Drugmaker Forest Laboratories Inc. (NYSE: FRX) posted a 34 percent rise in quarterly profit on Tuesday, beating Wall Street estimates, helped by rising sales of its Alzheimer's disease medicine.

But sales of its flagship Lexapro anti-depressant failed to climb as much as some analysts expected, and the company did not raise its full-year forecast despite the better-than-expected quarterly performance.

Forest shares fell as much as 2.9 percent in morning trade but recovered some of that ground by early afternoon.

Despite the beat, Forest did not raise its fiscal 2008 forecast, which we would expect many on the Street to react negatively to, Natexis Bleichroeder analyst Corey Davis said in a research note.

Forest's shares have fallen about 10 percent this year despite the generally strong performance of Lexapro and Alzheimer's drug Namenda.

Both of those two big sellers are expected to lose patent protection in the next decade, leaving a gaping revenue hole, and investors are uneasy about Forest's ability to replenish its product line.

Forest has to put up great quarters - strong sales and strong earnings - because they have a looming patent expiration cliff, said Morgan Stanley analyst Michael Rockefeller.

So if you're not getting great beats from the company, you really don't have a lot of reason to own it. Near-term earnings visibility is all that you have, Rockefeller said.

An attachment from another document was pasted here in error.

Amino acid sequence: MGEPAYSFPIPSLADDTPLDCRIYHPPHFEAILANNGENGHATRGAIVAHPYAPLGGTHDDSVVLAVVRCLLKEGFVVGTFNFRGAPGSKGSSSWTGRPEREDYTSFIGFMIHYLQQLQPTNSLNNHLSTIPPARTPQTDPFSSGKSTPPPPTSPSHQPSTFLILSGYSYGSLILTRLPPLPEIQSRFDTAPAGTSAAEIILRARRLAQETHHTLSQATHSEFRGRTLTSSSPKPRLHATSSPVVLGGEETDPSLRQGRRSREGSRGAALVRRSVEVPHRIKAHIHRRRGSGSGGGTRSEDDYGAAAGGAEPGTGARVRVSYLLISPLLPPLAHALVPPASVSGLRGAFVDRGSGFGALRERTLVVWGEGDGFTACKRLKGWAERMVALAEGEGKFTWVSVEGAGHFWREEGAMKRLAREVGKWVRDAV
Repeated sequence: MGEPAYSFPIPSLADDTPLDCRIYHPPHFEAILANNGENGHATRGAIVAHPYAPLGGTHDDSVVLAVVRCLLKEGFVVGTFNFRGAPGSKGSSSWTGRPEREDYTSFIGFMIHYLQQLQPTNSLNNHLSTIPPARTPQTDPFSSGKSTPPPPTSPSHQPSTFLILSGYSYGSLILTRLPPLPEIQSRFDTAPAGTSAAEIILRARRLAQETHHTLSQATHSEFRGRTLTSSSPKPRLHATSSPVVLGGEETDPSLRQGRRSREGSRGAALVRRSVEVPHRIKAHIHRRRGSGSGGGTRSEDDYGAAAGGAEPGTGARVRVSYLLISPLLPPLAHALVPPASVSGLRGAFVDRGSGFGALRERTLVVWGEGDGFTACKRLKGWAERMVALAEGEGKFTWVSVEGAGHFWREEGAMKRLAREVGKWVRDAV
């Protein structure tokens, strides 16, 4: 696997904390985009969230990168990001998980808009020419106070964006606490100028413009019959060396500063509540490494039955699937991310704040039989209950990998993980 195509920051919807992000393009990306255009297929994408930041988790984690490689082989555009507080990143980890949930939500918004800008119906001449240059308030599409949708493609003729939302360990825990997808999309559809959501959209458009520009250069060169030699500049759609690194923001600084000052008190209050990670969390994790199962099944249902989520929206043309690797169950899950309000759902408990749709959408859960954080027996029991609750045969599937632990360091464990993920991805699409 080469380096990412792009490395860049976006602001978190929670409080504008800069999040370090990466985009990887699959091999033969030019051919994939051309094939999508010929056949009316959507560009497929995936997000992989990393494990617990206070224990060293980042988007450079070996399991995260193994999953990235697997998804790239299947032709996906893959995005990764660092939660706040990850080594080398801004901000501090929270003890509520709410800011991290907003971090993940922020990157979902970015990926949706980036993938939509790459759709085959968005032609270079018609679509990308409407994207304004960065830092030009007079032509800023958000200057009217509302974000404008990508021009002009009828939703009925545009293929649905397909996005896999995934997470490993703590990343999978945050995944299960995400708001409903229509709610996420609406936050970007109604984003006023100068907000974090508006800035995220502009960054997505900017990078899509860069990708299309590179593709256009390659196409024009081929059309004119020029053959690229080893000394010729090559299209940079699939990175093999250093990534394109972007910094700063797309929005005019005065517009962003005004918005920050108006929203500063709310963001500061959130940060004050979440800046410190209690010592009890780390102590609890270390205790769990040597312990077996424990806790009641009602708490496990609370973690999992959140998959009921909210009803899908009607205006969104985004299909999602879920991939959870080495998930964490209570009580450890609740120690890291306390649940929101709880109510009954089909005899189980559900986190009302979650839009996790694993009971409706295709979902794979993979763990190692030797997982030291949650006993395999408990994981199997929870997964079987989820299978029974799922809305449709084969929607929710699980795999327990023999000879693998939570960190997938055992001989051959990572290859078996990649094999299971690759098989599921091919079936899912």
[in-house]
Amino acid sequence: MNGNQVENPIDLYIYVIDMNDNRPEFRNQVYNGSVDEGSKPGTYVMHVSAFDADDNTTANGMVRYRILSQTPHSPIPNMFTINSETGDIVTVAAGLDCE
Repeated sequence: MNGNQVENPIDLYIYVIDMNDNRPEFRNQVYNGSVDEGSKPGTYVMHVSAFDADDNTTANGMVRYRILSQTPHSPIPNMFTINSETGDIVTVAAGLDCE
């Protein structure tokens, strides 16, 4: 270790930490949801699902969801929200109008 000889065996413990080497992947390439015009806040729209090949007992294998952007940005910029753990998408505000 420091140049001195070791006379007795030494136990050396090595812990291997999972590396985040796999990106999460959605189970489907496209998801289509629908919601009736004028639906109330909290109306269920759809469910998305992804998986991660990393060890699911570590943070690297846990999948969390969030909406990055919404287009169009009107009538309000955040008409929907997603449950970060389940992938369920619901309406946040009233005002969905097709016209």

Also weighing on shareholders' minds is a pending U.S. court decision over Lexapro's patent that could bring generic rivals even sooner.

Net income rose to $268.2 million, or 83 cents per share, in the fiscal first quarter ended June 30, from $200.6 million, or 62 cents per share, a year earlier.

Analysts, on average, had expected a profit of 77 cents a share, according to Reuters Estimates.

Net revenue rose 14 percent to $928.3 million.

Rockefeller said in a research note that earnings beat forecasts largely due to surprises from sales of smaller, non-promoted products and lower-than-expected sales, general and administrative expenses.

Sales of the blockbuster anti-depressant Lexapro climbed 9 percent to $552.3 million. Davis had projected $568 million, while Rockefeller had targeted $567 million.

Forest officials told analysts on a conference call that they continue to project modest share gains in the anti-depressant market for Lexapro during the rest of the fiscal year.

Sales of Namenda jumped 27 percent to $191.7 million.

The New York-based drugmaker said it continues to expect full-fiscal-year earnings of $3.05 to $3.15 per share. Analysts expect $3.12.

Expected launches for drugs for hypertension and fibromyalgia will increase its expenses, the company said.

Forest plans to invest in spending it prepares to launch drugs for hypertension and fibromyalgia, a pain condition.

Forest has had mixed clinical news on two experimental products in recent weeks. It received positive results for its fibromyalgia drug milnacipran, but a stroke drug failed its primary goal in a study.

Forest CEO Howard Solomon said the company has many development opportunities in review or negotiation.

I would expect that Forest will be in a position to solidify some of these opportunities during the remainder of the fiscal year, Solomon said in a statement.

Forest shares were down 65 cents, or 1.4 percent, to $45.98 in early afternoon trading on the New York Stock Exchange after falling as low as $45.26.